It’s worth adding that while the Brits are generally forgiving – within reason – of clumsy language, most European managers are far less so. They’ll expect a professional website for a professional product – and will assume the reverse to be just as true. You may make the best widget in the world, but if the website translation makes it a laughing stock, you’re still screwed.
There’s more useful info on our own website translation page – and if you’re considering getting some translation done, there’s also a friendly helpful downloadable Guide on there on how you can help yourself get the best product – whichever provider you choose.
I’ll close with a recent “emergency rescue” website re-write we did a few months ago for a client who – luckily for them – found us on Google just in time. A UK SME had a product they’d told the French media about, and the French media loved it. Loved it so much, they did an editorial in Le Monde about it promoting the soon-to-launch French website!
4 days before the editorial was due to hit the street the client had that existing French website translation checked – and yes, it was awful. And I mean, really, REALLY bad. A brief panicky Google later they’d found us and we’d started the re-write, which went live about 1 hour before Le Monde hit the street. Now THAT really was just-in-time…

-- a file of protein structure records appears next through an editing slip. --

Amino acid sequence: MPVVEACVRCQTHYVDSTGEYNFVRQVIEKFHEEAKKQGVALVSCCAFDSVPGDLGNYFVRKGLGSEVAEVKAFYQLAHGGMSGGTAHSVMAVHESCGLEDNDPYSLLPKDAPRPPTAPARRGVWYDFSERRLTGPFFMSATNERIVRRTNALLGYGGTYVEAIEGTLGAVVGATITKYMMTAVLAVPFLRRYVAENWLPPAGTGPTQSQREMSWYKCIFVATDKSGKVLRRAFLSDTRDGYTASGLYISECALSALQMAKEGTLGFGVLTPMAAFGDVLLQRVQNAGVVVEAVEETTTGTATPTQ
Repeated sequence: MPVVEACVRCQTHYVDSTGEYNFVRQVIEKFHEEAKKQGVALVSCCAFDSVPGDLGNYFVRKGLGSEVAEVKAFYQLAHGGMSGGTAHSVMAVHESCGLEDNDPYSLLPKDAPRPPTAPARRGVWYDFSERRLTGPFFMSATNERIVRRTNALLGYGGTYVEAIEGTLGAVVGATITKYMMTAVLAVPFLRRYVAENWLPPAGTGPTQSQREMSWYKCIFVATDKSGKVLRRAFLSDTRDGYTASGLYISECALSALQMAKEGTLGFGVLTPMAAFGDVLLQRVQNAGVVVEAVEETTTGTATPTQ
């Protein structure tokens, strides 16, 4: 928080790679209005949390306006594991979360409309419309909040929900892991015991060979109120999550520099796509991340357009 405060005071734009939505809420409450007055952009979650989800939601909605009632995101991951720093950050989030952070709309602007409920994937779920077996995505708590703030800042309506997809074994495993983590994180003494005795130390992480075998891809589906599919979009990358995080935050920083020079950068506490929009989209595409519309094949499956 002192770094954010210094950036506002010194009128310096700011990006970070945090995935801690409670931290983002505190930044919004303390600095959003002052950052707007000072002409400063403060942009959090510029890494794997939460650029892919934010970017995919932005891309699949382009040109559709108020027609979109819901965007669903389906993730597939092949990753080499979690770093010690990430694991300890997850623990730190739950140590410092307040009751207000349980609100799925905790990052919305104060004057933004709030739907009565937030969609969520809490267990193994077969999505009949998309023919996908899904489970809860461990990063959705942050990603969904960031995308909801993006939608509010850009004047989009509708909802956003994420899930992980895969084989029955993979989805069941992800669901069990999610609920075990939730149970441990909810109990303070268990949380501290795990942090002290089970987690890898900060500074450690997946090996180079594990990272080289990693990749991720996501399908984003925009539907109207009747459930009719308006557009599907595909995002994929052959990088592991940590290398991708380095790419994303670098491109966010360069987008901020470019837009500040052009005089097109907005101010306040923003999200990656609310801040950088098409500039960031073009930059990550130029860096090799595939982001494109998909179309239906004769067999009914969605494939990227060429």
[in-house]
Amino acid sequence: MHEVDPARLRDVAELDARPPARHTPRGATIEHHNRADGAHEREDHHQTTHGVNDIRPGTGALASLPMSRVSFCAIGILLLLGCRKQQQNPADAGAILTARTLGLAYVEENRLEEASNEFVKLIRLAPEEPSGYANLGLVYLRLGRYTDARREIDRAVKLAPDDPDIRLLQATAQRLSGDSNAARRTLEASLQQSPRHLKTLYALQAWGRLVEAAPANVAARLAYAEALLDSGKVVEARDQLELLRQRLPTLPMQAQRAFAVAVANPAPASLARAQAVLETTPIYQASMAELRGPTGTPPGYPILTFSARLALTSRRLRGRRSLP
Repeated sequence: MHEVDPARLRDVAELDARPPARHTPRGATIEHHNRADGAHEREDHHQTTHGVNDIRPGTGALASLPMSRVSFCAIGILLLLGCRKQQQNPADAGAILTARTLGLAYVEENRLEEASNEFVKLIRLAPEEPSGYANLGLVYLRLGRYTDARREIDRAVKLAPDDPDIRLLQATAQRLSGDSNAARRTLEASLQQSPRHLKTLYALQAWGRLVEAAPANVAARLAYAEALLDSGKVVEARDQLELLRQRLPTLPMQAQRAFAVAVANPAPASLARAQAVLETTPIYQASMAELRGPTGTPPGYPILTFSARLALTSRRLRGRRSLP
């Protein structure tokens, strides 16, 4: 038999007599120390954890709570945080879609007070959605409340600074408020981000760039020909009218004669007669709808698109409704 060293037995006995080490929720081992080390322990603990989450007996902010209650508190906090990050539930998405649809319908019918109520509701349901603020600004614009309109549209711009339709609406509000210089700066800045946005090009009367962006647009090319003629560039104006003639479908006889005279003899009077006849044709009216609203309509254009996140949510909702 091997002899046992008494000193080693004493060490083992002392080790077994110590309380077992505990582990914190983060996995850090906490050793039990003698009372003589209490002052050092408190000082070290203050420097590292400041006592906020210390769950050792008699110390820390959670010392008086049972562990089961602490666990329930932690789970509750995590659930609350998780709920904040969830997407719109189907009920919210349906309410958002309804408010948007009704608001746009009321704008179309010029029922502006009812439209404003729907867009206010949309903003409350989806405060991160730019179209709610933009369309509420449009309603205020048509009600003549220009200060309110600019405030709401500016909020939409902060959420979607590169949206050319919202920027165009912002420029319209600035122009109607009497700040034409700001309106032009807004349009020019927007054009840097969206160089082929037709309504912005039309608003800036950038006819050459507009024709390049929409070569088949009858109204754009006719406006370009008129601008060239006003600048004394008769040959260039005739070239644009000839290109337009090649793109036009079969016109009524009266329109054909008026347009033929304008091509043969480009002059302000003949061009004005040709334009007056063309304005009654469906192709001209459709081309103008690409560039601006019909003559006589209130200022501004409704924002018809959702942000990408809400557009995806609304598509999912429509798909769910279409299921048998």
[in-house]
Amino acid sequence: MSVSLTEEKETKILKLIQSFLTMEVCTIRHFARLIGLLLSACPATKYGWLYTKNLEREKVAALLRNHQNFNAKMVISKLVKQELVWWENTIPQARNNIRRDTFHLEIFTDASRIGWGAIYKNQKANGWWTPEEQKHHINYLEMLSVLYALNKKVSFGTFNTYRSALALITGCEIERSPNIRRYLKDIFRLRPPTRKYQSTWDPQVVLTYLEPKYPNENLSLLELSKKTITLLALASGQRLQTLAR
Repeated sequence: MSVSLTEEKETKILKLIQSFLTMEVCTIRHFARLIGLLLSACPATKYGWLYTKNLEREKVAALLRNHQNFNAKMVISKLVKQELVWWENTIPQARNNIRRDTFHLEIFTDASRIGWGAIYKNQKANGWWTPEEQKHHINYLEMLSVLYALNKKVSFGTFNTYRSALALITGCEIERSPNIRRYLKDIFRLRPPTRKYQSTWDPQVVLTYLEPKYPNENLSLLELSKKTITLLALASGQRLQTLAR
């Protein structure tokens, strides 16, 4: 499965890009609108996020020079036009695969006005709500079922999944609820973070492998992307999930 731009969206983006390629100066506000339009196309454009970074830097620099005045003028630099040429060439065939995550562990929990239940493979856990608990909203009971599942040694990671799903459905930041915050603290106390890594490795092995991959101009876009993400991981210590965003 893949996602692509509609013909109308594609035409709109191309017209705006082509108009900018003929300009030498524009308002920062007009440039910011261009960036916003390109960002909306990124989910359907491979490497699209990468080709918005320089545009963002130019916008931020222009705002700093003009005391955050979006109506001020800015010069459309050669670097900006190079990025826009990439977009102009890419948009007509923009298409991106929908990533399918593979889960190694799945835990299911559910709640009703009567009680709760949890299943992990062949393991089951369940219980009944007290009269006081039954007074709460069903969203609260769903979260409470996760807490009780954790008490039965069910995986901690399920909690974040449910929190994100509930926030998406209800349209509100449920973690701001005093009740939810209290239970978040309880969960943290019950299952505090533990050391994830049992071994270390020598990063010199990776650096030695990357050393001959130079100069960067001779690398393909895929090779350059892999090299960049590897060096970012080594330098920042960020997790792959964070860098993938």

Missed updating last week, sorry! Anyway, THIS week we’re having lots of fun…
- Rescued a (very embarrassed) new client’s website – they’d machine-translated it via the web, launched it in country, and had terrible feedback (surprise!) just DAYS before a national newspaper published their advertorial. We had only 3 days to re-translate the pages into proper French before stuff hit the fan for them – we did of course, and a happy client tells us they’re now swamped in enquiries!
- Delivered lovely big Health & Safety project – 80000 words in 3 languages in 6 weeks for a global blue-chip